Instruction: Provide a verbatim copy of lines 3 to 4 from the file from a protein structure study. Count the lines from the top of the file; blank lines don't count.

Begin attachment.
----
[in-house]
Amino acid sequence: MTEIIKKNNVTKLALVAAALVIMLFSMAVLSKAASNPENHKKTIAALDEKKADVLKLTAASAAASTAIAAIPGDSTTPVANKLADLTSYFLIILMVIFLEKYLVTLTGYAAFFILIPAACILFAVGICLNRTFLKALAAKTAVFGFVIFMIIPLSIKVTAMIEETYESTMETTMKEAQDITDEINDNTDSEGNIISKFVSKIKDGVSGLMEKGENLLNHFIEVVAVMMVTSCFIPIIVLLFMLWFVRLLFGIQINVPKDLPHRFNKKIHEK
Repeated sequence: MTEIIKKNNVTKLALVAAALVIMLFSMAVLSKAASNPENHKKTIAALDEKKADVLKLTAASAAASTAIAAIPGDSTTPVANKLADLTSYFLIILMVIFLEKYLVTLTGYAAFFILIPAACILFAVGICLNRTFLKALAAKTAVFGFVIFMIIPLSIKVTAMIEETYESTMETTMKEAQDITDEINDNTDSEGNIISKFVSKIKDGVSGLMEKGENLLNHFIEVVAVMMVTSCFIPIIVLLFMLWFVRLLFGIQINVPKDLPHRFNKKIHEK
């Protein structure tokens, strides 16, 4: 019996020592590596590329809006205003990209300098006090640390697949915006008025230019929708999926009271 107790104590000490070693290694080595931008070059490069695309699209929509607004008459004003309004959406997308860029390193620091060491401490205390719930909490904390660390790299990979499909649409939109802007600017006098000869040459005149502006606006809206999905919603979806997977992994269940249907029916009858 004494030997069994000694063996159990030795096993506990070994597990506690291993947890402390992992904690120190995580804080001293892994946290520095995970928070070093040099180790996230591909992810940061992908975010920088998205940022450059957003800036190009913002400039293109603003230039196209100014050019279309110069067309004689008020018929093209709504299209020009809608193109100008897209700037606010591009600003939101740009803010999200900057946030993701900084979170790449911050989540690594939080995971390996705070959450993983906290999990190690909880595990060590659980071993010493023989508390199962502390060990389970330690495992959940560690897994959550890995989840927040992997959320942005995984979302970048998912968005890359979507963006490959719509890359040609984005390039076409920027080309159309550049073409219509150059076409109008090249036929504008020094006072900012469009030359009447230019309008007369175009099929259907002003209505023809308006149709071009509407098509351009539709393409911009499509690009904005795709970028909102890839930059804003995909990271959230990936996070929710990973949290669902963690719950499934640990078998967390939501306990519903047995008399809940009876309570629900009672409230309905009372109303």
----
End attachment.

Repeated sequence: MTEIIKKNNVTKLALVAAALVIMLFSMAVLSKAASNPENHKKTIAALDEKKADVLKLTAASAAASTAIAAIPGDSTTPVANKLADLTSYFLIILMVIFLEKYLVTLTGYAAFFILIPAACILFAVGICLNRTFLKALAAKTAVFGFVIFMIIPLSIKVTAMIEETYESTMETTMKEAQDITDEINDNTDSEGNIISKFVSKIKDGVSGLMEKGENLLNHFIEVVAVMMVTSCFIPIIVLLFMLWFVRLLFGIQINVPKDLPHRFNKKIHEK
């Protein structure tokens, strides 16, 4: 019996020592590596590329809006205003990209300098006090640390697949915006008025230019929708999926009271 107790104590000490070693290694080595931008070059490069695309699209929509607004008459004003309004959406997308860029390193620091060491401490205390719930909490904390660390790299990979499909649409939109802007600017006098000869040459005149502006606006809206999905919603979806997977992994269940249907029916009858 004494030997069994000694063996159990030795096993506990070994597990506690291993947890402390992992904690120190995580804080001293892994946290520095995970928070070093040099180790996230591909992810940061992908975010920088998205940022450059957003800036190009913002400039293109603003230039196209100014050019279309110069067309004689008020018929093209709504299209020009809608193109100008897209700037606010591009600003939101740009803010999200900057946030993701900084979170790449911050989540690594939080995971390996705070959450993983906290999990190690909880595990060590659980071993010493023989508390199962502390060990389970330690495992959940560690897994959550890995989840927040992997959320942005995984979302970048998912968005890359979507963006490959719509890359040609984005390039076409920027080309159309550049073409219509150059076409109008090249036929504008020094006072900012469009030359009447230019309008007369175009099929259907002003209505023809308006149709071009509407098509351009539709393409911009499509690009904005795709970028909102890839930059804003995909990271959230990936996070929710990973949290669902963690719950499934640990078998967390939501306990519903047995008399809940009876309570629900009672409230309905009372109303």